Not only does this means you won’t burn or damage the table or counter, but the bowl is also easier to move and carry.
Compared to the other bowls, this one is designed to have a taller platform base and it gives the bowl a classic soup bowl design. But don’t worry, it’s great for donburi dishes too!
Your bowl will have added stability, so if you touch it with your arms while eating, there’s less of a chance that you’ll knock it over.
The one thing about this bowl is that it’s made of plastic and some people complained that a ceramic material would make this bowl even more practical. But it’s very cheap and comes in 3 sizes, so you can get 3 different sized ones for the price of one premium don.
I recommend this particular model if you want a dishwasher-friendly bowl that has a cute design and stable bottom.
Happy Sales vs Sakura pattern bowl
These 2 bowls are made for people who value beautiful dishes with pretty patterns and aesthetic appeal. Both of these bowls are in the budget-friendly category, so you can’t go wrong with either. You just have to decide what you prefer design-wise.
The Happy Sales bowl has a slight advantage when it comes to portability and compactness because it has a built-in chopstick holder.
But the Sakura bowl has the advantage of being more heat-proof and stable, thanks to its taller base. Sure, the Happy Sales bowl has a raised bottom platform too, but since it has a taller and narrower shape, it’s not as balanced and stable as the Sakura, which is wider.
Finally, I want to compare the materials because the Sakura bowl is made of plastic. So if you’re looking for authentic ceramic bowls with a longer lifespan, you’re probably better off with Happy Sales.
It’s also a more giftable item because it feels more expensive than it really is.
Best oven-safe and microwave-safe Donburi bowl: AQUIVER ceramic ramen bowls
- Material: pure clay ceramic
- Size: 9 inches
If you want a truly versatile and practical donburi, then you need the Aquiver bowl. It’s unique because it’s not only safe for microwave use, but it’s also oven-safe.
Most donburi bowls aren’t oven-safe because they’re not made with pure ceramic clay, but this one is. So the way that the bowl is manufactured is very important. In this case, you’re paying a bit more, but this is a truly great quality bowl.
The raw material is first bisque-fired at low temperatures. Afterward, it’s glaze-fired at high temperatures and this makes it oven-safe. So you can cook rice dishes and broil them in the oven for a short while for that extra crunch.
This bowl has a minimalist design and it’s a simple yet multi-purpose dish. At 9 inches, it’s larger, but then you can use it for soups, stews, pho, ramen, and more!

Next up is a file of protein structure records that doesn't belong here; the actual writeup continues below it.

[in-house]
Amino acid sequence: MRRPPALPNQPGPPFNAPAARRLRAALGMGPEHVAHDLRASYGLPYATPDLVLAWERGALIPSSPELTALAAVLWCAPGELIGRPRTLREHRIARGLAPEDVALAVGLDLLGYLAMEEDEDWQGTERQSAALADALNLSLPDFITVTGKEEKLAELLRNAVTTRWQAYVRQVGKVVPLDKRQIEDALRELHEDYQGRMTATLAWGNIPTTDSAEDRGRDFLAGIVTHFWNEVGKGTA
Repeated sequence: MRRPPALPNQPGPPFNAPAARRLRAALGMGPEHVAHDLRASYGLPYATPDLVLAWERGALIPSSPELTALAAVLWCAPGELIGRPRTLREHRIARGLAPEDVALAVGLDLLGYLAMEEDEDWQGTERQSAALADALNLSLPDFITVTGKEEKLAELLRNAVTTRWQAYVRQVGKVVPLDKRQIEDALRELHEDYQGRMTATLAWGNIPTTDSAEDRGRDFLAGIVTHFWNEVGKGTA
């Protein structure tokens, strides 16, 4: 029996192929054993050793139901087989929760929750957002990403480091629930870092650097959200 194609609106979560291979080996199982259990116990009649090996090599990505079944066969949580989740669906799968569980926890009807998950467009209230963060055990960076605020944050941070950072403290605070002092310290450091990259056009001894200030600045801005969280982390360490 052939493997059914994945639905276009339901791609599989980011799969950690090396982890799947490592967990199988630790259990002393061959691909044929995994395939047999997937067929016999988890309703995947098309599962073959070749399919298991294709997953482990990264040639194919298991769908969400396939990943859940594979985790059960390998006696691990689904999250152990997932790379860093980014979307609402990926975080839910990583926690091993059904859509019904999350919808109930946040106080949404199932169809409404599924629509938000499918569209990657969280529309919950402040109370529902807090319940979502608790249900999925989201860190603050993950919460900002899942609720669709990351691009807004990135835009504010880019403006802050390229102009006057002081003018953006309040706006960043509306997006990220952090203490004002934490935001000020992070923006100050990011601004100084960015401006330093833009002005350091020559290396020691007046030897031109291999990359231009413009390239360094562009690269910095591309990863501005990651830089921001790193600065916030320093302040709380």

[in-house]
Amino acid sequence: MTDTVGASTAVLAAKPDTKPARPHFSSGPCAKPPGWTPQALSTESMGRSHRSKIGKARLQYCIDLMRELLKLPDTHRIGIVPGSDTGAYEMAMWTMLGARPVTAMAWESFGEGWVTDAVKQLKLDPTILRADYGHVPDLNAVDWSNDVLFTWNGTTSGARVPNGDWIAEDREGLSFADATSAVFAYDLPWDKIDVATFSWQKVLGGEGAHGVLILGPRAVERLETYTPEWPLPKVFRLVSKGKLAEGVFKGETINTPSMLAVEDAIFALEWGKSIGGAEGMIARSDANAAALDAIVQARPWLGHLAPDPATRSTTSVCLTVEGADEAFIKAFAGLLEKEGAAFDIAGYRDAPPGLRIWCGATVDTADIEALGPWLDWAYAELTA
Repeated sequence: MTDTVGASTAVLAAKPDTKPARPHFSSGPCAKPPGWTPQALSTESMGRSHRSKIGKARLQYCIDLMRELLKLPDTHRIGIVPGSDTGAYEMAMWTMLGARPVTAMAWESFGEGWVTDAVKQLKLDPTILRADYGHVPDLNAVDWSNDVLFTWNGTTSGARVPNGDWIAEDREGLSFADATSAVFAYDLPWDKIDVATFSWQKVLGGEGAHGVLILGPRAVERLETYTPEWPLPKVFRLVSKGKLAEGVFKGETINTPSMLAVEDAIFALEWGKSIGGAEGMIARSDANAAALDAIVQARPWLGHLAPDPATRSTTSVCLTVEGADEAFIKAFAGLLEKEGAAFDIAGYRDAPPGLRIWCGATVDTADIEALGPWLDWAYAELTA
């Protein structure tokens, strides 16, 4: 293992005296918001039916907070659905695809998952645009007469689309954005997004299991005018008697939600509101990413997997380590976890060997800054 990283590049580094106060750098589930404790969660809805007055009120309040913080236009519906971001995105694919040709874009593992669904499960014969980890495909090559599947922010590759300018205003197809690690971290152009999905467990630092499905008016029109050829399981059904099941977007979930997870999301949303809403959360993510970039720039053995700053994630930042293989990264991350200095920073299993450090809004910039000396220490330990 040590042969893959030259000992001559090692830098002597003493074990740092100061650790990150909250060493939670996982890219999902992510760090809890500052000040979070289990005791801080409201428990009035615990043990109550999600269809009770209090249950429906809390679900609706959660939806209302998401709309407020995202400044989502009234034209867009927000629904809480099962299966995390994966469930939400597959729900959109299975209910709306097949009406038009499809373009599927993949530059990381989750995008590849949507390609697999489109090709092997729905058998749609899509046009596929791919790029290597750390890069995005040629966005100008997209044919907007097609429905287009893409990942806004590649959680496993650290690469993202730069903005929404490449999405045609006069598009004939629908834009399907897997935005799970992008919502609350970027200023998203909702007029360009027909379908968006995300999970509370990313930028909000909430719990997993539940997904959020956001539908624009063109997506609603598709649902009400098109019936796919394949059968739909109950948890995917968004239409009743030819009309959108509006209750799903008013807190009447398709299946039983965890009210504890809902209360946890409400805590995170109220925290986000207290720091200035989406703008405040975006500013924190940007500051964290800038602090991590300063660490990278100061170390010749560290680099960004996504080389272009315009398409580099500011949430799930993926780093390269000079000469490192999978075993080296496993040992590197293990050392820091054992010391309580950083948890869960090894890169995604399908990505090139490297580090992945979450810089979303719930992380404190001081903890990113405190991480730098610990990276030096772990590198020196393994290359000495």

Best donburi bowl for kids and best for gifting: Japanese Shiba dog blue rice bowl
- Material: ceramic
- Size: 6.3 inches
If you have kids who are fussy eaters, then you probably want to entice them to eat the yakimeshi rice meal. These cute Shiba Inu dog illustrations are sure to capture your kids’ attention!
The color, the texture of porcelain, and the artistic rendering on this rice bowl are exemplary and deserve to be included in this list! Chances are, your kids will be interested in the bowl and eat more of the food inside.
This kind of bowl is also a great gift idea if you want to give something unique but useful at the same time. The bowl is quite affordable, but well made out of durable ceramic material.
Even though it has artwork painted on it, it’s still microwave and dishwasher-safe. So if you need to reheat your kids’ meals, you can use this bowl.
Mino is one of Japan’s famous ceramic manufacturers and this series is full of fun cute animal illustrations, so the bowls are definitely different from all the others. If you’re looking for some fun dishware, don’t skip out on this one!
Aquiver vs Shiba dog bowl
There are many differences between these 2 donburi dishes. The Aquiver is more suitable for adults looking for a simple bowl that can be used in the microwave and the oven. On the other hand, the Shiba dog bowl is a fun take on the classic donburi and ramen bowl.
If you have kids, you’ll need a colorful and cutesy bowl to overcome the picky eating phase. After all, presentation is key, and it’s always nice to have some fun dishes in your collection.
I want to mention the size differences too. If you like to have larger portions, then you might be happier with the Aquiver 9-inch bowl.
Plus, if you want to place it in the oven, you’ve got more space so the food and especially the liquids don’t overflow and make a mess in the oven.
Both bowls are excellent options, giftable, and overall, well-made durable ceramic dishes. You just have to decide which is more suited to your lifestyle!
Different kinds of donburi recipes
Donburi rice bowls are simple one-dish meals topped with all of your favorite Japanese foods that are definitely better than your typical fast food. They’re the perfect choice for a quick and delicious meal in Japan.
Donburi is derived from the serving bowl where it’s placed in, which is called simply a “don.”
You’ll find a combination of several ingredients in a donburi, which include steamed rice, meat, vegetables, sauce, and usually a side of pickles and miso soup.